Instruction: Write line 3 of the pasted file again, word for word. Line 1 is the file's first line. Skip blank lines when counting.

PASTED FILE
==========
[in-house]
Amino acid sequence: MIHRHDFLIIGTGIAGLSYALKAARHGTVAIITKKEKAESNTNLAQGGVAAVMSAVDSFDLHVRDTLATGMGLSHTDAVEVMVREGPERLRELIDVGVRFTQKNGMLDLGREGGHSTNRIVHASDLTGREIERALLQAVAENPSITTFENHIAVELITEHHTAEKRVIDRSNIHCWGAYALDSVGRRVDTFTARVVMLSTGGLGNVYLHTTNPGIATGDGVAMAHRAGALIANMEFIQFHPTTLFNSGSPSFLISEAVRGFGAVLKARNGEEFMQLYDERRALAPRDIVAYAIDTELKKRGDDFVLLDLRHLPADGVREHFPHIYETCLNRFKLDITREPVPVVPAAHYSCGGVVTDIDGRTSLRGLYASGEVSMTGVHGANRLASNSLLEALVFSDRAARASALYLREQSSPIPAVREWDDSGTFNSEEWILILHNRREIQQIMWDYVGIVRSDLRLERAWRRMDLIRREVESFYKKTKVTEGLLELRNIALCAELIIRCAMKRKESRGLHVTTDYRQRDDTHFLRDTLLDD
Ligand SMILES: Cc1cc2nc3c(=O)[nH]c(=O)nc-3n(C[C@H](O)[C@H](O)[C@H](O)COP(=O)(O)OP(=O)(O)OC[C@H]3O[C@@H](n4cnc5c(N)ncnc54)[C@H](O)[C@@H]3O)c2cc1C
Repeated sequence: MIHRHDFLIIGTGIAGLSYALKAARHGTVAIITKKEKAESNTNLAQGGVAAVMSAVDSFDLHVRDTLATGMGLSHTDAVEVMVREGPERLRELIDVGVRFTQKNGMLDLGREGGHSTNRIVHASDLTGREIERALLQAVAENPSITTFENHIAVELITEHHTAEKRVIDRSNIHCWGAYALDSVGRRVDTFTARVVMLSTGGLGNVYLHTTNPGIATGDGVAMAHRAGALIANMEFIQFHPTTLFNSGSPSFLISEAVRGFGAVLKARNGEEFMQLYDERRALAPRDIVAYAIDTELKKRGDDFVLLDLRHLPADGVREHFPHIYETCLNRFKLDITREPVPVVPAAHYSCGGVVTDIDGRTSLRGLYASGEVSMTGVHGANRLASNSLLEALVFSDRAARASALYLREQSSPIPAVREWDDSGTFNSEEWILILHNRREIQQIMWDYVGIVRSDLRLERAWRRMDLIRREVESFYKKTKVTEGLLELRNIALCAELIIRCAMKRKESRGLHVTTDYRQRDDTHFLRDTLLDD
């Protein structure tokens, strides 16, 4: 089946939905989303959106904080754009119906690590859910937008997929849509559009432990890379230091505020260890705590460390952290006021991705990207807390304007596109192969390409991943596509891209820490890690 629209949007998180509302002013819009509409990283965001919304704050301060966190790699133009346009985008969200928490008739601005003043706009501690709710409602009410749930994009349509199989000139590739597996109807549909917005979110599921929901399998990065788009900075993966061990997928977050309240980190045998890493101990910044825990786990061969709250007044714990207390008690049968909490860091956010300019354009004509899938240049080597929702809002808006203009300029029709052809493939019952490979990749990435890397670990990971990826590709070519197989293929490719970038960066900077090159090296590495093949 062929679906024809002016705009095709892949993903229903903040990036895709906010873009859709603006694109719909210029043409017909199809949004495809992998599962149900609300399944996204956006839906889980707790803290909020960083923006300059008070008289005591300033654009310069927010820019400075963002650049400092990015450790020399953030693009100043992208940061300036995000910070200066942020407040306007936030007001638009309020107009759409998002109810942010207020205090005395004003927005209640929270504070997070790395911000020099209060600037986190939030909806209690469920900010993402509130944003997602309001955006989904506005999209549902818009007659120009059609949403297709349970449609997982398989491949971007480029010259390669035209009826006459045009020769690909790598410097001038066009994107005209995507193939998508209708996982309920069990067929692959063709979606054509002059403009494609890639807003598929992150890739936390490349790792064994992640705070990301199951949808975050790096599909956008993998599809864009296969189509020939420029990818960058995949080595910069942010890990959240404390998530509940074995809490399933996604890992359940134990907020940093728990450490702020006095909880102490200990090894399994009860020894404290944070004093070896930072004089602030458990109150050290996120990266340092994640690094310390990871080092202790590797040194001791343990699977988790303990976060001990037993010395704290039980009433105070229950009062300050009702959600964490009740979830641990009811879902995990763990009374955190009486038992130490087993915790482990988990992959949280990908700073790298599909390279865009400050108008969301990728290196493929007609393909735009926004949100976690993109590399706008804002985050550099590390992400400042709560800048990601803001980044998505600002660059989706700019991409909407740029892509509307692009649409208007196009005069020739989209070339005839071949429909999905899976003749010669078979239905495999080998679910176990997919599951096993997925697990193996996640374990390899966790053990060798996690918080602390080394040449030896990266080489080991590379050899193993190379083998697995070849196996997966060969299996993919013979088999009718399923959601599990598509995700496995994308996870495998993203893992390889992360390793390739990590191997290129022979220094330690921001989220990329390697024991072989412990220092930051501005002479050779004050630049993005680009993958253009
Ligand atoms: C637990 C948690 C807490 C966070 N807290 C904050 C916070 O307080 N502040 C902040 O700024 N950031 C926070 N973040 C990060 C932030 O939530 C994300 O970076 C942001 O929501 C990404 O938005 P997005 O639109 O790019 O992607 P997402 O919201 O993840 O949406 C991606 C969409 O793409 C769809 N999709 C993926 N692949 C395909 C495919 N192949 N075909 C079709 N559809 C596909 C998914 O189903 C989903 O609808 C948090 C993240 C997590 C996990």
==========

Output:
Ligand SMILES: Cc1cc2nc3c(=O)[nH]c(=O)nc-3n(C[C@H](O)[C@H](O)[C@H](O)COP(=O)(O)OP(=O)(O)OC[C@H]3O[C@@H](n4cnc5c(N)ncnc54)[C@H](O)[C@@H]3O)c2cc1C